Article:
The hope for a big rebound in the Canadian cannabis market continues to fade towards mid-2020. Aurora Cannabis (ACB) was positioned for a boost from Cannabis 2.0 sales, but the lack of Ontario stores, slow distribution and restrictions by other provinces will put a damper on initial sales. In addition, the global growth story is fading just as fast, delaying any imminent sales gains until mid-year.
Lack Of Ontario Stores
With a robust assortment of Cannabis 2.0 products becoming available to consumers on December 17, Aurora Cannabis faces a double whammy as Ontario slowly moves forward with new stores in 2020. The Alcohol and Gaming Commission of Ontario (AGCO) recently announced a plan that will license about 20 new stores per month beginning next April, but the market was hoping the province would move forward with up to 40 stores per month starting in January.
The new plan won’t see Ontario cross 100 cannabis stores until next summer, while the smaller Alberta province already has over 350 stores. The problem for Aurora Cannabis is that the company has limited Ontario stores to sell product as it hits the market with new vapes, edibles and beverages. The new product formats won’t find a home in Quebec either.
Investors really have to question how the company is going to grow revenues meaningfully enough to eliminate large EBITDA losses in an environment where Germany sales are halted, and the lack of new Ontario stores limits the growth prospects in Canada. Aurora Cannabis generated September quarter revenues of $57 million. Analysts have December revenues growing to $61 million, with March reaching $77 million. With all of the market headwinds, these numbers appear aggressive.
According to Benzinga, Aurora Cannabis’ supplies most of the imported medical cannabis products to Italy. However, the government is now promoting a domestic provider to expand cultivation to meet demand.
One major thesis all along has been the likelihood that international markets actually shrink cannabis imports. Governments will eventually push domestic companies with local cultivation facilities that employ the citizens of the related country. Aurora Cannabis has been supplying Italy with cannabis from the Netherlands, and the Italian government would clearly like the imports to stop.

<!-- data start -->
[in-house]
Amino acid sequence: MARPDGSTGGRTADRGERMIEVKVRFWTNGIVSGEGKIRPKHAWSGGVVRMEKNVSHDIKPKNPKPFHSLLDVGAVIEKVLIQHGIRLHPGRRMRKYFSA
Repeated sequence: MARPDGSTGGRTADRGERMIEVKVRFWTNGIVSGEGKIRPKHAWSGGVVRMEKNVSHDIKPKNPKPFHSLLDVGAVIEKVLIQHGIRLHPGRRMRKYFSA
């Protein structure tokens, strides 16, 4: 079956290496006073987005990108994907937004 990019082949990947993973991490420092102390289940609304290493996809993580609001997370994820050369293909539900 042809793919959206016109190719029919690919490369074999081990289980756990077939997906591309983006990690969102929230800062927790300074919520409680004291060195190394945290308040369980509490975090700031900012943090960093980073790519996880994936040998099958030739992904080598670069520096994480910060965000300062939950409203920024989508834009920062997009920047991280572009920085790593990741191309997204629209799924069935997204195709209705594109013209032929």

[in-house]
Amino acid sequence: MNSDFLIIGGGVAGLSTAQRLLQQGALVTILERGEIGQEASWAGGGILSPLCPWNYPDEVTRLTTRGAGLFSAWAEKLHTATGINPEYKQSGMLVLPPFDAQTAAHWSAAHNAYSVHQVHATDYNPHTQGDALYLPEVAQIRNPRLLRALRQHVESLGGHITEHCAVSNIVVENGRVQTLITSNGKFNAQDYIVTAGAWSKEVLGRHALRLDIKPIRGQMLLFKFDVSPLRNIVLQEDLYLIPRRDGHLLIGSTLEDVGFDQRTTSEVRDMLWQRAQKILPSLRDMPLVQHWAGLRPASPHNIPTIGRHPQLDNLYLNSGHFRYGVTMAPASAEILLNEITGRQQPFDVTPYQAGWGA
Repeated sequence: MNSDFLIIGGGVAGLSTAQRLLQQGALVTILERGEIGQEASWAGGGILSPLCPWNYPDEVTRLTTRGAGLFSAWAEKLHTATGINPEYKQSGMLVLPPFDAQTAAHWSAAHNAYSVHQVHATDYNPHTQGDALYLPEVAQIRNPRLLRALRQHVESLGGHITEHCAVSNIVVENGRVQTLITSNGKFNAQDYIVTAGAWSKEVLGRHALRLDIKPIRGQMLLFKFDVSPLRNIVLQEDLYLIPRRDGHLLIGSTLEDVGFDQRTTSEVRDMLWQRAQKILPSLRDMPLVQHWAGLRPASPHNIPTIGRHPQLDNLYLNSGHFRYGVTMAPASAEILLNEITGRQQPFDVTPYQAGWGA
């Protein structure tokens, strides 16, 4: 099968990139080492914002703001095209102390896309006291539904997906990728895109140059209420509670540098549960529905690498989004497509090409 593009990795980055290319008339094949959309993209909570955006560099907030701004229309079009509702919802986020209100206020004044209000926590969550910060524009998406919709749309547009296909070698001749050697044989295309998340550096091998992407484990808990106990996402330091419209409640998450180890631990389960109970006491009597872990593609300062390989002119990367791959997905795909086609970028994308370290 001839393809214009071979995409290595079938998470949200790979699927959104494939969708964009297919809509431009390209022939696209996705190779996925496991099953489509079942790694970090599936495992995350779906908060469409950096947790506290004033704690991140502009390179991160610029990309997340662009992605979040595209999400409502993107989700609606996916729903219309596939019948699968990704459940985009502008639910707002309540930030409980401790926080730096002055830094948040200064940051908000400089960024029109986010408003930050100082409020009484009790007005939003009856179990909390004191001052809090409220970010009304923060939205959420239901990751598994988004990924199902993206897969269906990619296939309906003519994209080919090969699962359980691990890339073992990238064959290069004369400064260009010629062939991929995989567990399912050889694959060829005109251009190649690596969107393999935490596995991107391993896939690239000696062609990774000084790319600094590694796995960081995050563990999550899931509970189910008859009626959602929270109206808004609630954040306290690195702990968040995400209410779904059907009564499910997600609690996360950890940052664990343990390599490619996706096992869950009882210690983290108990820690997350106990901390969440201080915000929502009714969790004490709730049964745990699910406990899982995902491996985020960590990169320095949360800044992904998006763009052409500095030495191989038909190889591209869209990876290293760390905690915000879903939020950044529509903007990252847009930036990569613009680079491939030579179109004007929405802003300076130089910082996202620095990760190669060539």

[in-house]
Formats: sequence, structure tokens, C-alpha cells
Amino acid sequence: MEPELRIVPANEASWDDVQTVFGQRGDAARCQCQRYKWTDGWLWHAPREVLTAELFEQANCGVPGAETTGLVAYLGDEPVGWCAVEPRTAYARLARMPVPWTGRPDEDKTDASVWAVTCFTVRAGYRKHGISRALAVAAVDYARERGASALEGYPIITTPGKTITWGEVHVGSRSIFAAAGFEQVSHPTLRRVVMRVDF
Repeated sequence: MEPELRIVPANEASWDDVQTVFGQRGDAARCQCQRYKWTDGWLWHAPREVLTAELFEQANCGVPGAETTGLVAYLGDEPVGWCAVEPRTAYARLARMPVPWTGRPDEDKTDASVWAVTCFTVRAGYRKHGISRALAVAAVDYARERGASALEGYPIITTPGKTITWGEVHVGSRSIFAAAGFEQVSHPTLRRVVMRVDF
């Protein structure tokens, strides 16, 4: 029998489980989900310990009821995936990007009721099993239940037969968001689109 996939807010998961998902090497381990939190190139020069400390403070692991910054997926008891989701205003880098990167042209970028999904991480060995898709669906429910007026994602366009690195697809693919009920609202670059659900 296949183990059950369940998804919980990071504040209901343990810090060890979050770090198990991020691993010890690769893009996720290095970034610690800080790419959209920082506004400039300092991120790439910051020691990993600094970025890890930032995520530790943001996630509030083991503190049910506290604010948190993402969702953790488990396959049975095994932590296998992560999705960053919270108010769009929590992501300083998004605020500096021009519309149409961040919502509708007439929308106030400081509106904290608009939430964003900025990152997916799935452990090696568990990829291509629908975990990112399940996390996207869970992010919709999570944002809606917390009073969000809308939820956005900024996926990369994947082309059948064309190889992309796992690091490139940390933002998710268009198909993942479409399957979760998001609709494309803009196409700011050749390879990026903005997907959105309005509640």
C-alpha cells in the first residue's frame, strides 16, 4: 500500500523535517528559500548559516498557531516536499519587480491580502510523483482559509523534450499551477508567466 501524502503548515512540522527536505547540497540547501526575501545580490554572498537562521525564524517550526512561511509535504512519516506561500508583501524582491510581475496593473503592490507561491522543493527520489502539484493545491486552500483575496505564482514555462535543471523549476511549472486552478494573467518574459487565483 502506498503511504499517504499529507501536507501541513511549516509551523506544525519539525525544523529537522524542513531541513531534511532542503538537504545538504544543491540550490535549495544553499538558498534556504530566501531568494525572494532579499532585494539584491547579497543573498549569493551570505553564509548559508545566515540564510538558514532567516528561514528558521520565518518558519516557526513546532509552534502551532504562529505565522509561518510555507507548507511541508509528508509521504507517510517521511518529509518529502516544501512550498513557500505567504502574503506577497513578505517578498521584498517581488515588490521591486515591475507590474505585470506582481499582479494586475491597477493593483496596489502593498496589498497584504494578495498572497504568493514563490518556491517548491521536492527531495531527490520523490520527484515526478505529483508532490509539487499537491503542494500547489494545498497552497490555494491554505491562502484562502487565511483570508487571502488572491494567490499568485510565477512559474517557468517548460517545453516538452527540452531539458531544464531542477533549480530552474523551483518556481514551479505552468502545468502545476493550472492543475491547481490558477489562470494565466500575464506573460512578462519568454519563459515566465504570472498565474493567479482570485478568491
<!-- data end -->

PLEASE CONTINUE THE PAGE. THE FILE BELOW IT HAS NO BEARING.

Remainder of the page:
The Italian market only consumed 578 kilograms of medical cannabis in 2018, but the market is expected to have seen substantial growth this year. Stabilimento Chimico Farmaceutico di Firenze is expected to increase annual production from 200 kilograms to 500 kilograms next year.
Aurora Cannabis doesn’t have a large international sales figure outside of Germany, but this global growth catalyst is slowly fading away. Germany product sales are already halted as the health authorities investigate a new procedure for attaining a longer shelf life on their cannabis products, and any investor should expect other countries will take the same path as Italy.
Analysts Weigh In
Based on the consensus breakdown from TipRanks, a company that tracks and measures the performance of analysts, opinions are spread out when it comes to ACB. With 4 Buy ratings, 3 Holds and 3 Sells received over the previous three months, the word on the Street is that the stock is a Hold. However, the $4 average price target suggests shares could climb 80% higher in the twelve months ahead. (See Aurora price targets and analyst ratings on TipRanks)
The key investor takeaway is that Aurora Cannabis faces more delays in Canada and new roadblocks in international locations. All of the catalysts for 2020 continue to get pushed back and turned into a mid-year story.
Disclosure: No position.
Disclaimer: The information contained herein is for informational purposes only. Nothing in this article should be taken as a solicitation to purchase or sell securities.
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